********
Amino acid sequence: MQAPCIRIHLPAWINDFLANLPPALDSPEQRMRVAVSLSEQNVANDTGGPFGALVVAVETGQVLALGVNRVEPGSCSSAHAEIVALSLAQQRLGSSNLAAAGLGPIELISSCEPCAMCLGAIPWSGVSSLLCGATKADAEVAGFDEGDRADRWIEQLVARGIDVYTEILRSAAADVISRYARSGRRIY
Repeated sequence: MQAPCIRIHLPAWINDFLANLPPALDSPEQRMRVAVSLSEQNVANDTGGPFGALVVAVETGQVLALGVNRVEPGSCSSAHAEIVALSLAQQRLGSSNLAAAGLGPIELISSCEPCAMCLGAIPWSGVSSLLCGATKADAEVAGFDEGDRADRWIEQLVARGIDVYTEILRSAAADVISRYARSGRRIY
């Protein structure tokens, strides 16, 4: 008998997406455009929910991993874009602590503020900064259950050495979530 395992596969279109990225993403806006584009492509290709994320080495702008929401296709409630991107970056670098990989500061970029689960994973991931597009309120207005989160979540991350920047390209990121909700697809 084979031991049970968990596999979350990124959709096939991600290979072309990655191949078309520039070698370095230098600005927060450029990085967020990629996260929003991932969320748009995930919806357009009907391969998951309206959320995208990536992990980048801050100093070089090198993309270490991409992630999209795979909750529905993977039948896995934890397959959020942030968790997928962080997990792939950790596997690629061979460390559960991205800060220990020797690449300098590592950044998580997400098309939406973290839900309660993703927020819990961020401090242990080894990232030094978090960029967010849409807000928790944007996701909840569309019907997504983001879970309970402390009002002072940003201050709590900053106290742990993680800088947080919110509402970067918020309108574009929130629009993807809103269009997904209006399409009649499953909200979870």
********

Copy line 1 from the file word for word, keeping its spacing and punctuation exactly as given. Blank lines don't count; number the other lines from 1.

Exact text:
Amino acid sequence: MQAPCIRIHLPAWINDFLANLPPALDSPEQRMRVAVSLSEQNVANDTGGPFGALVVAVETGQVLALGVNRVEPGSCSSAHAEIVALSLAQQRLGSSNLAAAGLGPIELISSCEPCAMCLGAIPWSGVSSLLCGATKADAEVAGFDEGDRADRWIEQLVARGIDVYTEILRSAAADVISRYARSGRRIY